Brand Personality is a list of adjectives that describe how your organization acts. It’s the visible and outward manifestation of your brand, in subtle and obvious ways – everything from the copy on your website, to your logo, to the signage in the window.
When your brand is defined in this way, your audience members will more easily be able to connect with you – they’ll understand you, they’ll come to believe in what you promise, and they’ll want to spend more time with you.
Here’s my 5 top tips to creating and using Brand Personality in communications::
DO use the wisdom and insights from people in your organization
Your internal team already has the answers! Unless you’re a startup, you’re not creating a new brand, you’re uncovering what already exists. While you may want to get outside help to [objectively] facilitate the discussion, this should be done in partnership with the people who are integral to, and intimately involved with, the day-to-day operations of the organization.
DO keep your Brand Personality consistent with each message and audience
Your Personality is your Personality is your Personality, and that doesn’t change whether you’re writing an email to donors or announcing a new program launch on the website. The communication vehicle might have a slightly different look and feel depending on your audience – for example, communicating with both college students and parents of those students about a campus initiative comes to mind – but they should both be “friendly” and “nurturing” or whatever else the team has chosen for the organization’s Personality attributes. The goal is to keep it consistent since changing the organization’s Brand Personality can make your audience confused or even distrustful.
DO balance the emotional with the rational in your messaging
Some people respond to data and figures, while others engage with a moving or urgent story. That’s why it’s important that both aspects figure in to an organization’s communications. Consider how you can use your Brand to project the emotional aspects of the organization’s Personality with the practicality that your group can get things done.
DO define a realistic Brand Personality
Since you’re uncovering the best of what already exists in your organization’s character, your Brand Personality should be authentic. It’s OK to polish the apple a little, but the attributes you ultimately settle on should be sustainable and back-up-able in the long-term.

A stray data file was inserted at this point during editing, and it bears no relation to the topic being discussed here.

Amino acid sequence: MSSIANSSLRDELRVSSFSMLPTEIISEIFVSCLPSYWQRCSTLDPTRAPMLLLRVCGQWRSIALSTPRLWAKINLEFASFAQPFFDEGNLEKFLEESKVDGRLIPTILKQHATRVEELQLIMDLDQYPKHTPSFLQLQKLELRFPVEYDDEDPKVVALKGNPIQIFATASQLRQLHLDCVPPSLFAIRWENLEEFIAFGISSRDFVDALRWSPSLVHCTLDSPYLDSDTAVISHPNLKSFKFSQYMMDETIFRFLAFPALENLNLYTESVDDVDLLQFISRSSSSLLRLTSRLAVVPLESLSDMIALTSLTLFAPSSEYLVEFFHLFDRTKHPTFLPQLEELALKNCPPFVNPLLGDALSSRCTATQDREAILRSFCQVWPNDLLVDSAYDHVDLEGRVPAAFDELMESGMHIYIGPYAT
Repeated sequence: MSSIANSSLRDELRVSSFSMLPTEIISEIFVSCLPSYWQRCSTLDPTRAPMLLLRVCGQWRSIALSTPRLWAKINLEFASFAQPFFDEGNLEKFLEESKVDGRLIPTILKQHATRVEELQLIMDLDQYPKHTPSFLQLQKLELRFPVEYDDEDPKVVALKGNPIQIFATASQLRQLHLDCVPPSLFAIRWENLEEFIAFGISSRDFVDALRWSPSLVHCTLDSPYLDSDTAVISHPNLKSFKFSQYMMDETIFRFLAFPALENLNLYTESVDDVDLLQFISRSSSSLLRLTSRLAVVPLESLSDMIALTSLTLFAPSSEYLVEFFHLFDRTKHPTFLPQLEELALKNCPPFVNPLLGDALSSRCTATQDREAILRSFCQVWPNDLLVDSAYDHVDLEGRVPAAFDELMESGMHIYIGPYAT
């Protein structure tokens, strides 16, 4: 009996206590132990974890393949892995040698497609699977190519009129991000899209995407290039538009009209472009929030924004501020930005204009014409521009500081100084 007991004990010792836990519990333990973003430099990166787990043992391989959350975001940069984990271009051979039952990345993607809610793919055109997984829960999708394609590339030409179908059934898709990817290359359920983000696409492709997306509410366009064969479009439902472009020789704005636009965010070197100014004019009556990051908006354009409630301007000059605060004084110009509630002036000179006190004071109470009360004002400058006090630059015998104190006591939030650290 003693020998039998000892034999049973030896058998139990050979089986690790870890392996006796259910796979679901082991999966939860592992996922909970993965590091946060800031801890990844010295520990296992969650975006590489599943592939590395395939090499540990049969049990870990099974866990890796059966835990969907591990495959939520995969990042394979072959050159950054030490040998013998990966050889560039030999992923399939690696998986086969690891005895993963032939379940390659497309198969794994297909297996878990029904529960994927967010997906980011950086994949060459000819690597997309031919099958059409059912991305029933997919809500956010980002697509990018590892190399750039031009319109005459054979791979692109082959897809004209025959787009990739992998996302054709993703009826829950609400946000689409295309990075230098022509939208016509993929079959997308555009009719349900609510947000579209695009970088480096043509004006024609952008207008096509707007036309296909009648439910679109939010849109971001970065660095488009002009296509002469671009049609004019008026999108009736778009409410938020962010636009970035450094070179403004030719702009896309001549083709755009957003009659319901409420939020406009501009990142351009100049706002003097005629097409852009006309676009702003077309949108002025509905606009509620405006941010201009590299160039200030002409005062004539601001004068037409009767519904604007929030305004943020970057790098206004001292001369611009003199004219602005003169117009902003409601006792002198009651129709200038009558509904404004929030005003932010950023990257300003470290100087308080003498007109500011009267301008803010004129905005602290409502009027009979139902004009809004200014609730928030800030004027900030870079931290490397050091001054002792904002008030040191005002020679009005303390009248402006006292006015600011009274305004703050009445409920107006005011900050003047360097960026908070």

DO settle upon Brand Personality traits that are easy to apply to marketing materials and communications
This is the most important DO of all: defining the organization’s Brand Personality in a way that you’ll be able to apply it to communications, since the whole reason to establish your Brand Personality traits in the first place is to be able to communicate better with your community so they’ll connect and engage with you. Some traits and terms are just too difficult to communicate effectively, or they’re more like values* than personality attributes (*which are equally as important to establish if you haven’t already).
When choosing Personality traits, consider how you would describe a person instead of an institution. For example, I can describe a person I know as “bold”, and brands can exhibit “boldness” too. Communications created for the organization can be “bold”, for sure.
On the other hand, your organization might be “transformational”, but that would be difficult to represent. Corresponding tones could be “active” or “dynamic”. Similarly, a lot of nonprofits like to claim they’re “collaborative” and “innovative”, but these are manifestations of personality traits like “friendly”, “open”, “encouraging” – and “intelligent”, “thoughtful”, “curious”. Can you write web copy that’s collaborative? Probably not, but you can write copy that’s friendly, open and encouraging, all those traits associated with collaborative behavior.
Brand Personality should be an authentic and accurate reflection of what the organization is at its core. Here’s a filter you can try out to make sure each Brand Personality trait is reflected in your communications:
Use words and visuals that clearly indicate a specific tone, so when they’re included in communications you can judge them by asking, “Is this video funny enough?” or “Is this copy dynamic?” .
That way when you show the piece to your colleagues they can no longer say, “I don’t know why, I just don’t like it” – and that’s powerful stuff.
Did I cover all the bases? If you have another DO to offer, please add it in the comments, I’d love to hear from you.
Need help figuring what your Brand Personality is?
- Read more: 9 steps to defining your nonprofit’s brand personality,
- Download this free DIY Brand Personality worksheet, or
- Contact Julia if you’d like to talk!
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Brand Personality Worksheet
This tool will help you define how your organization acts, looks, feels and sounds. Once established, Brand Personality becomes the guide for external and internal communications.